I have had quite a few people and companies here in the Portland-area ask about OpenID and how they can implement it on their site. The people I talked with always wanted to just do it right then and there.
In the spirit of just-getting-it-done, I’d like to announce the first (of what I hope are many) Mash Pit: OpenID events. The goal is to have a time for application developers and site operators to be able to talk with people active in the OpenID community to help them actually hack through what it would take implement OpenID on their site. We’re using the Mash Pit model because we want to encourage as much hacking as possible.
You can read more about the first event in Portland, OR here:
When: Wednesday, January 17th, 2007 – 4pm until we’re done
Where: Portland, OR – JanRain world headquarters
Why: Because people keep asking to learn more about OpenID so we figured we do them one better and show them.
Who: You! And anybody that wants to learn more about OpenID.
RSVP: Please let us know if you’ll be attending so we can have enough grub on hand!
Anybody is welcome to come … Also, feel free to start your own Mash Pit: OpenID events in your own cities … Don’t be shy about reaching out to the email@example.com mailing list to find OpenID brainiacs to help with your event … I’m pretty sure you can talk David Recordon into a visit to just about anywhere …
Thanks everybody and hope to see you in Portland on 1/17!
“PHP security holes have a name — quite often it was Stefan Esser who found and reported them. Now Esser has quit the PHP security team. He feels that his attempt to make PHP safer “from the inside” is futile. Basic security issues are not addressed sufficiently by the developers. Zeev Suraski, Zend’s CTO of course disagrees and urges Stefan to work with the PHP development team instead of working against it. But given the number of remote code execution holes in PHP apps this year, Esser might have a point. And he plans to continue his quest for security holes in PHP. Only that from now on, he will publish them after reasonable time — regardless if a patch is available or not.”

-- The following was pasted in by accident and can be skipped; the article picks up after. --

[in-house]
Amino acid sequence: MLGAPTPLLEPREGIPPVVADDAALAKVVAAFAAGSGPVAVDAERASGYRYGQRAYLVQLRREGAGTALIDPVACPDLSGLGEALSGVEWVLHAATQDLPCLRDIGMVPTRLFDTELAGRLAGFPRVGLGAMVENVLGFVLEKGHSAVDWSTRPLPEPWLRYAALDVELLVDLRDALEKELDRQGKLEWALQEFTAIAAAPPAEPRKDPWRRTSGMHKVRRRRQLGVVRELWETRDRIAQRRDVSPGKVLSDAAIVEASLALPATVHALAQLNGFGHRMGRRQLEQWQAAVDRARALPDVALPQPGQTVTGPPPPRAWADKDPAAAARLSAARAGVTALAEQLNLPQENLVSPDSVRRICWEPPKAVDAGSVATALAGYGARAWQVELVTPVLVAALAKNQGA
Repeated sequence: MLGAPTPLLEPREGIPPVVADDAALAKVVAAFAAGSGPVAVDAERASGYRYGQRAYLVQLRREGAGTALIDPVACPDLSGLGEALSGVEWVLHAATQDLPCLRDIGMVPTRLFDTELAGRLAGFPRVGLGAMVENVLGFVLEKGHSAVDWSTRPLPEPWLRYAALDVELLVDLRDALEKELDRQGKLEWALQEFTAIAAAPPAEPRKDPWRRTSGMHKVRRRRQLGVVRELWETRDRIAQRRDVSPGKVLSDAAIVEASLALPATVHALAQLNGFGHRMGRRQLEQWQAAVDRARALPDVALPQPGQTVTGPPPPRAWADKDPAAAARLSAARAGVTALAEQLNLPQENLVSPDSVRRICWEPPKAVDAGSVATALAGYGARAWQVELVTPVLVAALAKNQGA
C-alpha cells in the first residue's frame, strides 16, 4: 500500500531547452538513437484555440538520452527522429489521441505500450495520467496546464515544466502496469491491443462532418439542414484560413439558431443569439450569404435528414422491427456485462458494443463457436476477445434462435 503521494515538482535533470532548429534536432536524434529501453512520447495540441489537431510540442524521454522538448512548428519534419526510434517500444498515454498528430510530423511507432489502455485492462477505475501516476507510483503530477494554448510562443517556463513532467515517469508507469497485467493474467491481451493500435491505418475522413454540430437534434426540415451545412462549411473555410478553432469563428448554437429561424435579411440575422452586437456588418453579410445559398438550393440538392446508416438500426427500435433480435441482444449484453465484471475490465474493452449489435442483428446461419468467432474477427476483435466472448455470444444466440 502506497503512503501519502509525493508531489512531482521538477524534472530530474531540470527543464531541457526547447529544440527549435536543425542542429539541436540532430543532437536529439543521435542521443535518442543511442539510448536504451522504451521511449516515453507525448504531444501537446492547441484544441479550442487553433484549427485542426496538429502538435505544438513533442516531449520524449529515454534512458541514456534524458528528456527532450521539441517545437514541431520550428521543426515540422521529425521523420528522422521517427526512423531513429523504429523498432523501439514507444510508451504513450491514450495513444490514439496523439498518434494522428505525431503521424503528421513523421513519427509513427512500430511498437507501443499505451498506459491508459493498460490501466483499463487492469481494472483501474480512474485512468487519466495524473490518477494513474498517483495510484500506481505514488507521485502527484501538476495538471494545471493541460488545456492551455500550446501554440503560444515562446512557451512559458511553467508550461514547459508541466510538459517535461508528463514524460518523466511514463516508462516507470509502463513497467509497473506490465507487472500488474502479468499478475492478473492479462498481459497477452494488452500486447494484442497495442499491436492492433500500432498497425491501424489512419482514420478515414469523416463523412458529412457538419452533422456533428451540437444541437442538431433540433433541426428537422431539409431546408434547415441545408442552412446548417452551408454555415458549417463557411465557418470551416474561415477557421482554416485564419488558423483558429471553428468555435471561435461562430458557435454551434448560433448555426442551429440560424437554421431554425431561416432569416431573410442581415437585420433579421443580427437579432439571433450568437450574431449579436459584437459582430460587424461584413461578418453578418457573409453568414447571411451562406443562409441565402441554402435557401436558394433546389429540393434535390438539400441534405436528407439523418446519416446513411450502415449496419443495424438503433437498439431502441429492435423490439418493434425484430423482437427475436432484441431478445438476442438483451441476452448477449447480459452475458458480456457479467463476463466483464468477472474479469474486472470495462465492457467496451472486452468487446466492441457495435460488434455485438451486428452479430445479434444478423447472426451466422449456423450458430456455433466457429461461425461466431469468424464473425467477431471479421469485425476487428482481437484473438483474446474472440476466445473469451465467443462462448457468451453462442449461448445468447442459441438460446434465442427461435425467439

Zeev Suraski wrote in to protest: “I’m quoted as if I ‘point fingers at inexperienced developers,’ and of course, there’s no link to that — because it’s not true! The two issues — security problems in Web apps written in PHP, and security problems in PHP itself — are two distinct issues. Nobody, including myself, is saying that there are no security problems in PHP — not unlike pretty much any other piece of software. Nobody, I think, argues the fact that there have been many more security problems at the application level, then there were at the language level. I never replied to Stefan’s accusations of security problems in PHP saying ‘that’s bull, it’s all the developers’ fault,’ and I have no intention to do it in the future.”
PHP is a powerful and flexible tool. This power and flexibility comes from PHP being a very thin framework sitting on top of dozens of distinct 3rd-party libraries. Each of these libraries have their own unique input data characteristics. Data that may be safe to pass to one library may not be safe to pass to another.
A recent Web Worm known as NeverEverSanity exposed a mistake in the input validation in the popular phpBB message board application. Their highlighting code didn’t account for double-urlencoded input correctly. Without proper input validation of untrusted user data combined with any of the PHP calls that can execute code or write to the filesystem you create a potential security problem. Despite some confusion regarding the timing of some unrelated PHP security fixes and the NeverEverSanity worm, the worm didn’t actually have anything to do with a security problem in PHP….
Looks like a really good time for the PHP Security Consortium to be created.
I mean with members like:
- Ammar Ibrahim
- Andi Gutmans
- Ben Ramsey
- Christian Wenz
- Daniel Kushner
- Ivan Ristic
- Marcus Whitney
- Paul Reinheimer
how could they go wrong… good luck guys.